- Trade-weighted measure of sterling has dropped 5.4% this year
- BOE slow to raise rates even if inflation picks up: Rabobank
The pound is heading for its worst quarter since 2009 as traders brace for the U.K.’s referendum on membership to the European Union, preparing for the risk that investment inflows will dwindle.
A trade-weighted measure of sterling has dropped 5.4 percent this year amid concern that Britain will vote to leave the world’s biggest single market on June 23, in a so-called Brexit. Options markets indicate traders see the pound falling further against all of its Group-of-10 counterparts in the next three months. Even as the Bank of England damped speculation that officials would cut interest rates, forward contracts project no increase in 2016, and that’s weighing on the currency.
While the economic benefits of a drop in the pound, such as faster inflation, could help the central bank’s case that it’s more likely to raise than cut rates, the reason for the decline will concern policy makers, according to Jane Foley, senior foreign-exchange strategist at Rabobank International in London.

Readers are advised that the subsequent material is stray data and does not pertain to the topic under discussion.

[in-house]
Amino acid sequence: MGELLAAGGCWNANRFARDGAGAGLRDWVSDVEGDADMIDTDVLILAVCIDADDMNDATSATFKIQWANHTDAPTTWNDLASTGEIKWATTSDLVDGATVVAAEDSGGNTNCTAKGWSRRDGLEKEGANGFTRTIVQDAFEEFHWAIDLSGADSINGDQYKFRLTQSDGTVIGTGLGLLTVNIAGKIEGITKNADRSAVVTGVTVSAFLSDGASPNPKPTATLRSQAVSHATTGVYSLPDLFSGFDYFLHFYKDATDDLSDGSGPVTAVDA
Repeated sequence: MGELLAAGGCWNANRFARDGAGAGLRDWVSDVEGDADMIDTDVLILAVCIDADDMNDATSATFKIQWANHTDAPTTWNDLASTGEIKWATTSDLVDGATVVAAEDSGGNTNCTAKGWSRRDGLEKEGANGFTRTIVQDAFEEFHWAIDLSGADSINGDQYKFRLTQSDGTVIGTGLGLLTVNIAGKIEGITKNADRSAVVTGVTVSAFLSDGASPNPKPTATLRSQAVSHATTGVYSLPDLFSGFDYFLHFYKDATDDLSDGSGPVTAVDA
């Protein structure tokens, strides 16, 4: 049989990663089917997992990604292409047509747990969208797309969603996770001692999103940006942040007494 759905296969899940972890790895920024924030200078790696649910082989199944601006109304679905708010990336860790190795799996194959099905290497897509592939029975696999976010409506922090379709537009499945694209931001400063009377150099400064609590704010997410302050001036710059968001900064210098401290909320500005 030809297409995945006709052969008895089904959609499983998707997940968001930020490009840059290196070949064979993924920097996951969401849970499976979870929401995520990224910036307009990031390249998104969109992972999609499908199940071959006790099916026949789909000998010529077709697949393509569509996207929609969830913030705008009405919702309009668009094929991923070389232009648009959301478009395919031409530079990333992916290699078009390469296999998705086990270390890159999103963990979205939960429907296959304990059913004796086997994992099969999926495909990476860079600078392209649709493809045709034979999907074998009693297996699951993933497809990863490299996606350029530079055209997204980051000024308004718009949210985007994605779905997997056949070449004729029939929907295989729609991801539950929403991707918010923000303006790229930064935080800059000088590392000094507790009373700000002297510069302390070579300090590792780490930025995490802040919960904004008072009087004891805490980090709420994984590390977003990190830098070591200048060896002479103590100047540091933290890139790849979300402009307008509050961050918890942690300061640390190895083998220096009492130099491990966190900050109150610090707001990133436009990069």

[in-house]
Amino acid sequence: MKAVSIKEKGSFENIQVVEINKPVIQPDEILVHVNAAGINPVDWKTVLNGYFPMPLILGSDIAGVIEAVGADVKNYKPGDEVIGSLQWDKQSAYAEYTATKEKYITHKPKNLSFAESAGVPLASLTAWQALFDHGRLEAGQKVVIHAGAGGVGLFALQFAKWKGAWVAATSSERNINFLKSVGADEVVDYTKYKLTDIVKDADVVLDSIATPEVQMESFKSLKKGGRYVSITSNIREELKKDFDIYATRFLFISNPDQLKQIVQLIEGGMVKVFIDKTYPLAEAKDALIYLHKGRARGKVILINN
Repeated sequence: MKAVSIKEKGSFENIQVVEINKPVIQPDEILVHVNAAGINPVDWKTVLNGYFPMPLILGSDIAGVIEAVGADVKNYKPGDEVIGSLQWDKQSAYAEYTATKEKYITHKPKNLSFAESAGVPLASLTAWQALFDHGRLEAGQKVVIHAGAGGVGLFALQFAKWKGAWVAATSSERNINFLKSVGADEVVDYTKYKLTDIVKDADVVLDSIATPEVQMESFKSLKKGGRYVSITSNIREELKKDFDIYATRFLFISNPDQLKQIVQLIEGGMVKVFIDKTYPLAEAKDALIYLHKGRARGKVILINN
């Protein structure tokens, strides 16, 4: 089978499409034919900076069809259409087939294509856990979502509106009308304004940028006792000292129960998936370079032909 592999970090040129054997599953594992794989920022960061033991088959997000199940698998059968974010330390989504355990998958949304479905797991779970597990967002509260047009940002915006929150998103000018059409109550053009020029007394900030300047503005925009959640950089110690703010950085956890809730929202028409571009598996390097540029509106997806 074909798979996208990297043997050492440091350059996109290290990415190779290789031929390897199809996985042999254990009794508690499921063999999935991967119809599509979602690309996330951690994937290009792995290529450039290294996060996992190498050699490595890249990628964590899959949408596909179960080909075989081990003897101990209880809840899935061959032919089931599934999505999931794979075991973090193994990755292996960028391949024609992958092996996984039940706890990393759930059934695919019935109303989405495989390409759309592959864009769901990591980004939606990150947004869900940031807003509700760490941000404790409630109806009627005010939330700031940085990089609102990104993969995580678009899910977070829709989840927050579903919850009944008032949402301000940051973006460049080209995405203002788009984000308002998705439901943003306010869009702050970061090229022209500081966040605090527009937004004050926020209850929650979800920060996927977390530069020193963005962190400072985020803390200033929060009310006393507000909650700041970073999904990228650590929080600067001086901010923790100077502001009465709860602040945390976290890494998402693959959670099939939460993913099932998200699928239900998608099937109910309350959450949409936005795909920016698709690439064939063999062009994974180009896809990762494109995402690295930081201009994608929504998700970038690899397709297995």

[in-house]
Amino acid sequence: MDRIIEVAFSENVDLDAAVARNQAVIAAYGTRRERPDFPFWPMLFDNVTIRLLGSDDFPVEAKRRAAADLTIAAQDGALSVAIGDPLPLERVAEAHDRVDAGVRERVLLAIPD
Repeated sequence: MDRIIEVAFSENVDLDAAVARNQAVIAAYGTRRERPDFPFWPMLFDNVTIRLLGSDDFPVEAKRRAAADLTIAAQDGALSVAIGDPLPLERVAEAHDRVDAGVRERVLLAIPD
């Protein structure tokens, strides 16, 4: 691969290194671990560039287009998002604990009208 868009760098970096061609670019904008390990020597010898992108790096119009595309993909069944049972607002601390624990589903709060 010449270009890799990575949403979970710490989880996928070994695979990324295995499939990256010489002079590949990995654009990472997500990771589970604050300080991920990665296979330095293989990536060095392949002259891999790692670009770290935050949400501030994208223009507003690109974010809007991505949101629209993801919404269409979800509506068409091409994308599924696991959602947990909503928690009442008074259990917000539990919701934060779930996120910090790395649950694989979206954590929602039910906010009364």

“Political uncertainty has the capacity to knock sterling hard,” Foley said. “An acceleration in inflation does not automatically mean that the Bank of England are going to hike interest rates sooner than we have been thinking a couple of months ago. If we see growth faltering on back of political uncertainty then they may not be in any rush to hike rates.”
The pound was little changed at $1.4269 as of 4:17 p.m. London time, having dropped 3.2 percent this year. It was 78.44 pence per euro. On a trade-weighted basis, sterling is set for the biggest quarterly decline since it dropped 6.4 percent in September 2009, according to a Deutsche Bank measure. The gauge rose 1.8 percent in 2015.
The BOE’s Financial Policy Committee said officials were ready to support financial stability amid the risk of ‘Brexit,’ which was at the top of its list of near-term domestic threats. Uncertainty could lead to a further depreciation of the pound, as well as affect the cost and availability of financing for U.K. borrowers, officials said in a statement of its March 23 meeting, released on Tuesday.
“I don’t think we can yet rule out further falls if we saw a ‘Brexit,’” Foley said of the pound. “If we don’t see ‘Brexit’ we’re going to rally.”